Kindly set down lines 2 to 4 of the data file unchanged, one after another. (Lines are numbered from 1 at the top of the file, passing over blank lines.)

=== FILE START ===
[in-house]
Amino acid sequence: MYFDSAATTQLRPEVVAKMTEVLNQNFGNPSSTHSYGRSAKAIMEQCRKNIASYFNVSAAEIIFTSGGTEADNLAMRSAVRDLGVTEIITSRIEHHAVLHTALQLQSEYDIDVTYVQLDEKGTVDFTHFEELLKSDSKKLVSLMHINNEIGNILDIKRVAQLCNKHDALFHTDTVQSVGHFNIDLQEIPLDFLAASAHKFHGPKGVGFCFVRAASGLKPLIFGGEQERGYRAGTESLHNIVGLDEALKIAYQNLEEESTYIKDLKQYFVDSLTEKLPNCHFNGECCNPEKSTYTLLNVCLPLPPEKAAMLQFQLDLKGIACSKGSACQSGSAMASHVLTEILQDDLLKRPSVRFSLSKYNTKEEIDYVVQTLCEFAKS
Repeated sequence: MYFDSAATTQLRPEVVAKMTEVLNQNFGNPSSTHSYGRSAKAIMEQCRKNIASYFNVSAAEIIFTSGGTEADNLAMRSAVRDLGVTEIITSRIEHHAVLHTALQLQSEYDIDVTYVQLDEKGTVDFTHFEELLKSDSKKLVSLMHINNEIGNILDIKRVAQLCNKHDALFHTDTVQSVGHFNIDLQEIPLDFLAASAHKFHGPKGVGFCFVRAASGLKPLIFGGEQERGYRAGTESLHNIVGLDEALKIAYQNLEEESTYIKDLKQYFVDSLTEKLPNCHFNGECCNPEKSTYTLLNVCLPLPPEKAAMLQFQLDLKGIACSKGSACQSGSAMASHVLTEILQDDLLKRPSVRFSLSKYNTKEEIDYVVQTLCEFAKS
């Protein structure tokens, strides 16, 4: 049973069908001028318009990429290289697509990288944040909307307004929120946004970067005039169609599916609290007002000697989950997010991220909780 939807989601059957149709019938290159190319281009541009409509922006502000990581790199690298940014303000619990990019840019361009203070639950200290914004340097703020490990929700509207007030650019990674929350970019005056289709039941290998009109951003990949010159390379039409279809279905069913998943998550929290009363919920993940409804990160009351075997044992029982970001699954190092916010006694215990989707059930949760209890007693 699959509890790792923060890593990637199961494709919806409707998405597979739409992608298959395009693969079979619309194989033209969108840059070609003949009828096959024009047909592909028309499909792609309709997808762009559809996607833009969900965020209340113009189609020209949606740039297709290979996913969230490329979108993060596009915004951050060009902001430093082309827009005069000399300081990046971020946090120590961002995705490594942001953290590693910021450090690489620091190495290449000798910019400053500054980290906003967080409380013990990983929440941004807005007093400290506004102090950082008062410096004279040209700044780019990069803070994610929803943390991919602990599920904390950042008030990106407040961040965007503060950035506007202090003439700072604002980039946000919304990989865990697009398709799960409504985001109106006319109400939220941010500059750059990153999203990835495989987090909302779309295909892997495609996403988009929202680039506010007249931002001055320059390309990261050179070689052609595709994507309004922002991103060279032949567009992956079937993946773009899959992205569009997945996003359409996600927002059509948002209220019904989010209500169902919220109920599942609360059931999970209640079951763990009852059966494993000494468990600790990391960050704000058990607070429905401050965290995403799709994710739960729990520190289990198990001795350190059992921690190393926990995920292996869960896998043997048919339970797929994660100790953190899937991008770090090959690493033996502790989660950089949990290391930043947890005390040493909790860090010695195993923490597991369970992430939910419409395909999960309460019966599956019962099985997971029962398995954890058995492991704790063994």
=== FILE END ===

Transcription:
Amino acid sequence: MYFDSAATTQLRPEVVAKMTEVLNQNFGNPSSTHSYGRSAKAIMEQCRKNIASYFNVSAAEIIFTSGGTEADNLAMRSAVRDLGVTEIITSRIEHHAVLHTALQLQSEYDIDVTYVQLDEKGTVDFTHFEELLKSDSKKLVSLMHINNEIGNILDIKRVAQLCNKHDALFHTDTVQSVGHFNIDLQEIPLDFLAASAHKFHGPKGVGFCFVRAASGLKPLIFGGEQERGYRAGTESLHNIVGLDEALKIAYQNLEEESTYIKDLKQYFVDSLTEKLPNCHFNGECCNPEKSTYTLLNVCLPLPPEKAAMLQFQLDLKGIACSKGSACQSGSAMASHVLTEILQDDLLKRPSVRFSLSKYNTKEEIDYVVQTLCEFAKS
Repeated sequence: MYFDSAATTQLRPEVVAKMTEVLNQNFGNPSSTHSYGRSAKAIMEQCRKNIASYFNVSAAEIIFTSGGTEADNLAMRSAVRDLGVTEIITSRIEHHAVLHTALQLQSEYDIDVTYVQLDEKGTVDFTHFEELLKSDSKKLVSLMHINNEIGNILDIKRVAQLCNKHDALFHTDTVQSVGHFNIDLQEIPLDFLAASAHKFHGPKGVGFCFVRAASGLKPLIFGGEQERGYRAGTESLHNIVGLDEALKIAYQNLEEESTYIKDLKQYFVDSLTEKLPNCHFNGECCNPEKSTYTLLNVCLPLPPEKAAMLQFQLDLKGIACSKGSACQSGSAMASHVLTEILQDDLLKRPSVRFSLSKYNTKEEIDYVVQTLCEFAKS
């Protein structure tokens, strides 16, 4: 049973069908001028318009990429290289697509990288944040909307307004929120946004970067005039169609599916609290007002000697989950997010991220909780 939807989601059957149709019938290159190319281009541009409509922006502000990581790199690298940014303000619990990019840019361009203070639950200290914004340097703020490990929700509207007030650019990674929350970019005056289709039941290998009109951003990949010159390379039409279809279905069913998943998550929290009363919920993940409804990160009351075997044992029982970001699954190092916010006694215990989707059930949760209890007693 699959509890790792923060890593990637199961494709919806409707998405597979739409992608298959395009693969079979619309194989033209969108840059070609003949009828096959024009047909592909028309499909792609309709997808762009559809996607833009969900965020209340113009189609020209949606740039297709290979996913969230490329979108993060596009915004951050060009902001430093082309827009005069000399300081990046971020946090120590961002995705490594942001953290590693910021450090690489620091190495290449000798910019400053500054980290906003967080409380013990990983929440941004807005007093400290506004102090950082008062410096004279040209700044780019990069803070994610929803943390991919602990599920904390950042008030990106407040961040965007503060950035506007202090003439700072604002980039946000919304990989865990697009398709799960409504985001109106006319109400939220941010500059750059990153999203990835495989987090909302779309295909892997495609996403988009929202680039506010007249931002001055320059390309990261050179070689052609595709994507309004922002991103060279032949567009992956079937993946773009899959992205569009997945996003359409996600927002059509948002209220019904989010209500169902919220109920599942609360059931999970209640079951763990009852059966494993000494468990600790990391960050704000058990607070429905401050965290995403799709994710739960729990520190289990198990001795350190059992921690190393926990995920292996869960896998043997048919339970797929994660100790953190899937991008770090090959690493033996502790989660950089949990290391930043947890005390040493909790860090010695195993923490597991369970992430939910419409395909999960309460019966599956019962099985997971029962398995954890058995492991704790063994």